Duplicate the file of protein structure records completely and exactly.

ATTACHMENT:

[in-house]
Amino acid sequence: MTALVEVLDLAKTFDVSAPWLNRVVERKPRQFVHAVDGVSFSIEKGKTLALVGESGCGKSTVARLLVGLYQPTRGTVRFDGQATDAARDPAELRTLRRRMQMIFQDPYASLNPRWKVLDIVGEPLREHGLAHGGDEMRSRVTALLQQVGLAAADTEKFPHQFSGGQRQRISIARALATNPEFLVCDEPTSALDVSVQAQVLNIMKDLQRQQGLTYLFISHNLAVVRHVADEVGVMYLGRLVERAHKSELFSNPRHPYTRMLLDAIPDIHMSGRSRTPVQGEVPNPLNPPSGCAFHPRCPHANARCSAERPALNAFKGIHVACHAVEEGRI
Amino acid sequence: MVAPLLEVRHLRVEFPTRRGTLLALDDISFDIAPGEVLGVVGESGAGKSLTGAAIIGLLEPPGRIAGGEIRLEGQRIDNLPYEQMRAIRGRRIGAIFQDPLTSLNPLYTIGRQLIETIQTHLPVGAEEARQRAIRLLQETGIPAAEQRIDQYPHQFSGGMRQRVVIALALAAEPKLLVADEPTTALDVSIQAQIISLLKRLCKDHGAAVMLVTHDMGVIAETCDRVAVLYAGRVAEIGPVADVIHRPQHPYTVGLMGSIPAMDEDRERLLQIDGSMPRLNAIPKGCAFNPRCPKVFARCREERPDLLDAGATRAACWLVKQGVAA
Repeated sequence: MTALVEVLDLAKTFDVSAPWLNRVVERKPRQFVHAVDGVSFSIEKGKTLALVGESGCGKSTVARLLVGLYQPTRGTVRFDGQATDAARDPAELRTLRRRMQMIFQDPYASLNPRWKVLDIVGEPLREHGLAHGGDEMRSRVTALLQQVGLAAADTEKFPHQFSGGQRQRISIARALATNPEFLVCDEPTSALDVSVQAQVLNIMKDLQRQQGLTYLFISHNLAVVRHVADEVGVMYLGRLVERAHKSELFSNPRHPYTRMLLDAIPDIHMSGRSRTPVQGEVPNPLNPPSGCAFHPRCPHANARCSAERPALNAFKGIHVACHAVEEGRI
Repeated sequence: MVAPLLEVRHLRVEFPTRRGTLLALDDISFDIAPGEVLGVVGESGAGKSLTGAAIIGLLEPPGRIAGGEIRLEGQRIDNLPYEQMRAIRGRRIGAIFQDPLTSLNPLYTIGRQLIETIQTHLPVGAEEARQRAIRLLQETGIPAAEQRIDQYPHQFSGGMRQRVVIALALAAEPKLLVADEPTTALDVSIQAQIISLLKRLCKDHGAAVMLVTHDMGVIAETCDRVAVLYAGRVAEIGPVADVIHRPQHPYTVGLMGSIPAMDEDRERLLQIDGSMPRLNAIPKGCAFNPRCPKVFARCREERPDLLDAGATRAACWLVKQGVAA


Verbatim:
[in-house]
Amino acid sequence: MTALVEVLDLAKTFDVSAPWLNRVVERKPRQFVHAVDGVSFSIEKGKTLALVGESGCGKSTVARLLVGLYQPTRGTVRFDGQATDAARDPAELRTLRRRMQMIFQDPYASLNPRWKVLDIVGEPLREHGLAHGGDEMRSRVTALLQQVGLAAADTEKFPHQFSGGQRQRISIARALATNPEFLVCDEPTSALDVSVQAQVLNIMKDLQRQQGLTYLFISHNLAVVRHVADEVGVMYLGRLVERAHKSELFSNPRHPYTRMLLDAIPDIHMSGRSRTPVQGEVPNPLNPPSGCAFHPRCPHANARCSAERPALNAFKGIHVACHAVEEGRI
Amino acid sequence: MVAPLLEVRHLRVEFPTRRGTLLALDDISFDIAPGEVLGVVGESGAGKSLTGAAIIGLLEPPGRIAGGEIRLEGQRIDNLPYEQMRAIRGRRIGAIFQDPLTSLNPLYTIGRQLIETIQTHLPVGAEEARQRAIRLLQETGIPAAEQRIDQYPHQFSGGMRQRVVIALALAAEPKLLVADEPTTALDVSIQAQIISLLKRLCKDHGAAVMLVTHDMGVIAETCDRVAVLYAGRVAEIGPVADVIHRPQHPYTVGLMGSIPAMDEDRERLLQIDGSMPRLNAIPKGCAFNPRCPKVFARCREERPDLLDAGATRAACWLVKQGVAA
Repeated sequence: MTALVEVLDLAKTFDVSAPWLNRVVERKPRQFVHAVDGVSFSIEKGKTLALVGESGCGKSTVARLLVGLYQPTRGTVRFDGQATDAARDPAELRTLRRRMQMIFQDPYASLNPRWKVLDIVGEPLREHGLAHGGDEMRSRVTALLQQVGLAAADTEKFPHQFSGGQRQRISIARALATNPEFLVCDEPTSALDVSVQAQVLNIMKDLQRQQGLTYLFISHNLAVVRHVADEVGVMYLGRLVERAHKSELFSNPRHPYTRMLLDAIPDIHMSGRSRTPVQGEVPNPLNPPSGCAFHPRCPHANARCSAERPALNAFKGIHVACHAVEEGRI
Repeated sequence: MVAPLLEVRHLRVEFPTRRGTLLALDDISFDIAPGEVLGVVGESGAGKSLTGAAIIGLLEPPGRIAGGEIRLEGQRIDNLPYEQMRAIRGRRIGAIFQDPLTSLNPLYTIGRQLIETIQTHLPVGAEEARQRAIRLLQETGIPAAEQRIDQYPHQFSGGMRQRVVIALALAAEPKLLVADEPTTALDVSIQAQIISLLKRLCKDHGAAVMLVTHDMGVIAETCDRVAVLYAGRVAEIGPVADVIHRPQHPYTVGLMGSIPAMDEDRERLLQIDGSMPRLNAIPKGCAFNPRCPKVFARCREERPDLLDAGATRAACWLVKQGVAA